Unpopular opinion: Boracay’s strict entry rules don’t deserve tourists’ hate

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In a matter of days, We will be closing 2020 still clinging to the tile of having the longest lockdown period of any country in the world. Caution fatigue hasn’t just set in; it has settled comfortably in our minds, so much so that we’ve decided that going to Divisoria in packs or attending public gatherings was a good idea.

It isn’t, not by a long shot. And neither is complaining about the hassle of acquiring travel documents. Case in point: tourists entering Boracay.

As you may recall, Boracay was reopened to the public last October 1. This came with the condition, as with any other travel destination, that visiting tourists present the requirements set by the local government of Aklan declaring they are negative to the coronavirus. These are the following:

  • A duly-accomplished Health Declaration Card which should be done online;
  • A negative RT-PCR result provided by a DOH-accredited laboratory, taken within 72 hours of declared travel date;
  • A copy of their confirmed booking from a DOT-accredited accommodation;
  • A copy of their confirmed round-trip flight and itinerary details, and;
  • A proof of identification that manifests their Philippine Residency;

Upon submission via e-mail, these then have to be validated before visiting tourists can get their Tourist QR Code. This is necessary to safely pass through any entry and exit ports on the island. 

Sounds taxing, right? That’s what foreign tourists and the businesses in Boracay thought too.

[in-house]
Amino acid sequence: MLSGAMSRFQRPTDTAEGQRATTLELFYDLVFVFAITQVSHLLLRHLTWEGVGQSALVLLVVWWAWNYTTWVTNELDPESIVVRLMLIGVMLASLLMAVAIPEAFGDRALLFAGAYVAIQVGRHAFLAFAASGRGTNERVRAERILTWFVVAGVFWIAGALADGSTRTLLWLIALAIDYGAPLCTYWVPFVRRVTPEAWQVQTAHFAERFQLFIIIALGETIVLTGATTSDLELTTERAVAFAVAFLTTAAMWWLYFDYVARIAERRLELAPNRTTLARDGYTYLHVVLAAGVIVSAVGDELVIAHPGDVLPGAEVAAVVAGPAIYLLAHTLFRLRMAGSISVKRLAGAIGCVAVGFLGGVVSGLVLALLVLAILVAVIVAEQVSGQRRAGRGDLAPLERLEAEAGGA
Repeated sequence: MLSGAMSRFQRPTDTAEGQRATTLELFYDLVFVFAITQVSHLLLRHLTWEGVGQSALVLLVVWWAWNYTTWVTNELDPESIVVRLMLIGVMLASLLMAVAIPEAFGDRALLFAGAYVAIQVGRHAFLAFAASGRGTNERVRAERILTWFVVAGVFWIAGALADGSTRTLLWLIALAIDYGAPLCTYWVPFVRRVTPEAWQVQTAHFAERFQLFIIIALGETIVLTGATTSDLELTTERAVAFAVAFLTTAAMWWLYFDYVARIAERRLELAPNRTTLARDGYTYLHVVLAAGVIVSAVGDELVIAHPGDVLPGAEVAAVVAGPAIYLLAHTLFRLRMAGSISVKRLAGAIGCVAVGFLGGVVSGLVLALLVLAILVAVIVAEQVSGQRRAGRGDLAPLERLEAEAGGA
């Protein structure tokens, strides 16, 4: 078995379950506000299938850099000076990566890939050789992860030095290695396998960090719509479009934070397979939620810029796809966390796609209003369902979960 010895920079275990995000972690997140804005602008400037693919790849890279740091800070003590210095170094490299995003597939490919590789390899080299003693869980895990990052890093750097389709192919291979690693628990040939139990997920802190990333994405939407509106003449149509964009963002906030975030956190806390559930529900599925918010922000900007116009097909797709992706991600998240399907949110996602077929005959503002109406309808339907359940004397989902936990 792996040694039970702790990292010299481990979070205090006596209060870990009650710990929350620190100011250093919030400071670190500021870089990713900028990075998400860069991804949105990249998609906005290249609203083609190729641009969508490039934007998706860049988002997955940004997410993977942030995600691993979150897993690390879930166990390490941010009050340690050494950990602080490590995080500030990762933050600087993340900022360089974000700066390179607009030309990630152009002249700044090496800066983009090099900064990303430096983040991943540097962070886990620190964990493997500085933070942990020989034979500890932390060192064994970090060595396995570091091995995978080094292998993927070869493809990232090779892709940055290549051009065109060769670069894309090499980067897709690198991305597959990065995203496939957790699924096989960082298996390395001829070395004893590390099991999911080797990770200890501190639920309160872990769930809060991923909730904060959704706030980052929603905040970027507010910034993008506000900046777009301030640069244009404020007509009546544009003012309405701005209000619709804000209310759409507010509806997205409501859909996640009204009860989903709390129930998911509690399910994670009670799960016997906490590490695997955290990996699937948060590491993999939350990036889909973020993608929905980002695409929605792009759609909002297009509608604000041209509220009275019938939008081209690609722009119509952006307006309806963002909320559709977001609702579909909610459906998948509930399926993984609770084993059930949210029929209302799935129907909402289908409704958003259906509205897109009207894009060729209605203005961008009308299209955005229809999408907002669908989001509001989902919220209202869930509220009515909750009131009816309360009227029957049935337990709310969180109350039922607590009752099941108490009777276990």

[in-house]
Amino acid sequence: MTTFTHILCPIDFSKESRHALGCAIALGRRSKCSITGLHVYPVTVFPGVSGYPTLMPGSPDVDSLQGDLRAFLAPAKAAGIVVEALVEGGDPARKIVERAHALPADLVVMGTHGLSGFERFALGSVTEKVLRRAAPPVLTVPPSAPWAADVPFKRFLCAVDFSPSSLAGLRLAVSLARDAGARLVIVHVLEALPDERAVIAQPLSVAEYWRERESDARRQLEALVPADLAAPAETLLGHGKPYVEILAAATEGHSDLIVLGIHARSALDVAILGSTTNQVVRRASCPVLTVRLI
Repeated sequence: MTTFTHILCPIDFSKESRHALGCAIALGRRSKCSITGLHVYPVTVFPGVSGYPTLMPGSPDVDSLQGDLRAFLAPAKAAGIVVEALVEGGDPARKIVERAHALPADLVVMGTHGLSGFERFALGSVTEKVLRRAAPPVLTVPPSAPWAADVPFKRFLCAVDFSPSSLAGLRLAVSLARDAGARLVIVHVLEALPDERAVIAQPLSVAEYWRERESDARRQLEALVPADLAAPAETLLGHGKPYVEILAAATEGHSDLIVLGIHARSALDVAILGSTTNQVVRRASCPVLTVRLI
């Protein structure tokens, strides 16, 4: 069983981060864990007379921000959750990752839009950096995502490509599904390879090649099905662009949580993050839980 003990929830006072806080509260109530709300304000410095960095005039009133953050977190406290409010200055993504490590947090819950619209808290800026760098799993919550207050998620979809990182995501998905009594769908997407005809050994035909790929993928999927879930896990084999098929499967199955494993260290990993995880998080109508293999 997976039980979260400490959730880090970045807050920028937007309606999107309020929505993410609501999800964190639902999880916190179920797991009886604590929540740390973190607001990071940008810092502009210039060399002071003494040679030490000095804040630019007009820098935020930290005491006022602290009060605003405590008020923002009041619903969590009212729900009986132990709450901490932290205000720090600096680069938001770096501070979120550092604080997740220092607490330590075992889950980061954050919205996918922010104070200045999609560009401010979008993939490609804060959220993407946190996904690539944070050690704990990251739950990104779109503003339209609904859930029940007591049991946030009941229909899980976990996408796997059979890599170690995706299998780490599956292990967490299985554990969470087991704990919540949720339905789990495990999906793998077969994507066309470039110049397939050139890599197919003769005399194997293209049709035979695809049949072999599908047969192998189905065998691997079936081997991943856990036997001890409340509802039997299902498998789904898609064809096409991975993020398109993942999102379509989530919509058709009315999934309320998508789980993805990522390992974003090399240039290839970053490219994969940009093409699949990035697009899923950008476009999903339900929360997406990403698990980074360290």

In the spirit of fairness, the Boracay Inter-Agency Task Force (BIATF) acceded to their demands by also accepting the results of the much speedier rapid antigen test. The caveat of these rapid antigen tests, however, is that they tend to yield less accurate results than those of laboratory-tested polymerase chain reaction (PCR) tests. The tourism ministry also voiced their interest to shoulder some of the costs of having tourists’ tests taken, as long as they take it within the Philippine General Hospital.

Perhaps this is a win for all involved — tourists have an easier (and cheaper) time entering Boracay, and businesses get to entertain more visitors. But really, what are we communicating when we compromise our standards for the sake of convenience?

While our caution fatigue is mostly caused by delayed government response to the pandemic, we have to remember that we still carry the brunt of contracting the virus when we go against minimum health standards. When the only reason we’re flying out and subjecting ourselves to such strictness is that we’re bored stiff at home, then the burden of compliance should be all the heavier.

We should stop acting like flying out and demanding lighter travel requirements is an act of generosity.

Boracay built its name on its vibrant tourism industry, and as does every other tourist destination in the Philippines, it needs people to enable it. But — and this is the bitter pill — we should stop acting like flying out and demanding lighter travel requirements is an act of generosity. Sorry, but it doesn’t do anyone but ourselves a favor.

The second we complain about strict travel protocols, we become no better than this government who has belittled COVID-19 from the get-go. Sure, our options for reprieve amid this trying time don’t look good but trust us, cabin fever is an easier enemy to fight than the coronavirus.


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